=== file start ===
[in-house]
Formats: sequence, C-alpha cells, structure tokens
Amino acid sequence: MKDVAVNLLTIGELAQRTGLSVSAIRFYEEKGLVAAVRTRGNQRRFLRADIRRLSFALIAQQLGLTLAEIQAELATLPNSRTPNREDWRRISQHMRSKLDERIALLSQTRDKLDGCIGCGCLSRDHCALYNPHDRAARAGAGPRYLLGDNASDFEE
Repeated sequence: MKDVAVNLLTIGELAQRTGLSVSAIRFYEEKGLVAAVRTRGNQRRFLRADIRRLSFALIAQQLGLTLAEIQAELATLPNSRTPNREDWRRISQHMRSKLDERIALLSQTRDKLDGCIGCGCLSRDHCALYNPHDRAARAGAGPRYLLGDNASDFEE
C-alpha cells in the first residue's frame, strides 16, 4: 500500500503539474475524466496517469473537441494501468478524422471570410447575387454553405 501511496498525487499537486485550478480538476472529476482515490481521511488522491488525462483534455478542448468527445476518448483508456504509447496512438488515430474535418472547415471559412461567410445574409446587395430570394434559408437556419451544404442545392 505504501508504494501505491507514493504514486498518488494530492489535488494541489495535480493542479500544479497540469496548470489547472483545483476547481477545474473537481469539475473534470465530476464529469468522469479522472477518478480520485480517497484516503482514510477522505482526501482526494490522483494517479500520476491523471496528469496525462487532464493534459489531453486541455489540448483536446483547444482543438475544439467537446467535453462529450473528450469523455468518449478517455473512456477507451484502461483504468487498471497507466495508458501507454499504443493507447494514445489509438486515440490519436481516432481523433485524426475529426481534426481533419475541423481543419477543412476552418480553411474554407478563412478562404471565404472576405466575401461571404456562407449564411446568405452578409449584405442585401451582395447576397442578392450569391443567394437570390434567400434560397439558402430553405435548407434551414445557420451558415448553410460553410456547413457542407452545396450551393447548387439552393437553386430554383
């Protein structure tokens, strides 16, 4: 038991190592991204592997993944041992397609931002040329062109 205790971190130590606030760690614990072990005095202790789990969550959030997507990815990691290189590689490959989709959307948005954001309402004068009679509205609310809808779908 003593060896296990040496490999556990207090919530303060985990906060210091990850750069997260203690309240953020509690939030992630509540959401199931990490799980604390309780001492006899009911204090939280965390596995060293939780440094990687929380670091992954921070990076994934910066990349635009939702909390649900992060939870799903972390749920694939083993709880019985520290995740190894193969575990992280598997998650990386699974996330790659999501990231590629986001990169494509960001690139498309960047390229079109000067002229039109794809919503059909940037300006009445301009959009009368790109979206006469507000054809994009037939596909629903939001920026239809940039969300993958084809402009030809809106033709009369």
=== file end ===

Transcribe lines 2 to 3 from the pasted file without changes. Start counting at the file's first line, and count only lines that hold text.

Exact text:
Formats: sequence, C-alpha cells, structure tokens
Amino acid sequence: MKDVAVNLLTIGELAQRTGLSVSAIRFYEEKGLVAAVRTRGNQRRFLRADIRRLSFALIAQQLGLTLAEIQAELATLPNSRTPNREDWRRISQHMRSKLDERIALLSQTRDKLDGCIGCGCLSRDHCALYNPHDRAARAGAGPRYLLGDNASDFEE